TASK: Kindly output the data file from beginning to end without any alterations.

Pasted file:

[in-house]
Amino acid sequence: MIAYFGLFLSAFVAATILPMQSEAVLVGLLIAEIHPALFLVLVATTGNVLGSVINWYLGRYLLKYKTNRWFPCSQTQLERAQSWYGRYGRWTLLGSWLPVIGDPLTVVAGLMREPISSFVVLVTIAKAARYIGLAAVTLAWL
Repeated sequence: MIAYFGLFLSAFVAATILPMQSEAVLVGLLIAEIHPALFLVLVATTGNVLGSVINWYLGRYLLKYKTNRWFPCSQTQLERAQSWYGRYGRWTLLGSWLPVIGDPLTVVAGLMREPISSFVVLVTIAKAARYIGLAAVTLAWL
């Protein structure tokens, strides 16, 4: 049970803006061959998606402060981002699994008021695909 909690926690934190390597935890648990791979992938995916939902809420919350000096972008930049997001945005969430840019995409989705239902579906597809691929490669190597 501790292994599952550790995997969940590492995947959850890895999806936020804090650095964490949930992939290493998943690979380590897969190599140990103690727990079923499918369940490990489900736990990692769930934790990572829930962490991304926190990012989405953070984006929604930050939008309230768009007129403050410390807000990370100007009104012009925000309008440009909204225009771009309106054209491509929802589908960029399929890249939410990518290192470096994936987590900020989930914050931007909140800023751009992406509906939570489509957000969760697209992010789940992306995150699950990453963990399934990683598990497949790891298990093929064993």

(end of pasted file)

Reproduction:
[in-house]
Amino acid sequence: MIAYFGLFLSAFVAATILPMQSEAVLVGLLIAEIHPALFLVLVATTGNVLGSVINWYLGRYLLKYKTNRWFPCSQTQLERAQSWYGRYGRWTLLGSWLPVIGDPLTVVAGLMREPISSFVVLVTIAKAARYIGLAAVTLAWL
Repeated sequence: MIAYFGLFLSAFVAATILPMQSEAVLVGLLIAEIHPALFLVLVATTGNVLGSVINWYLGRYLLKYKTNRWFPCSQTQLERAQSWYGRYGRWTLLGSWLPVIGDPLTVVAGLMREPISSFVVLVTIAKAARYIGLAAVTLAWL
């Protein structure tokens, strides 16, 4: 049970803006061959998606402060981002699994008021695909 909690926690934190390597935890648990791979992938995916939902809420919350000096972008930049997001945005969430840019995409989705239902579906597809691929490669190597 501790292994599952550790995997969940590492995947959850890895999806936020804090650095964490949930992939290493998943690979380590897969190599140990103690727990079923499918369940490990489900736990990692769930934790990572829930962490991304926190990012989405953070984006929604930050939008309230768009007129403050410390807000990370100007009104012009925000309008440009909204225009771009309106054209491509929802589908960029399929890249939410990518290192470096994936987590900020989930914050931007909140800023751009992406509906939570489509957000969760697209992010789940992306995150699950990453963990399934990683598990497949790891298990093929064993």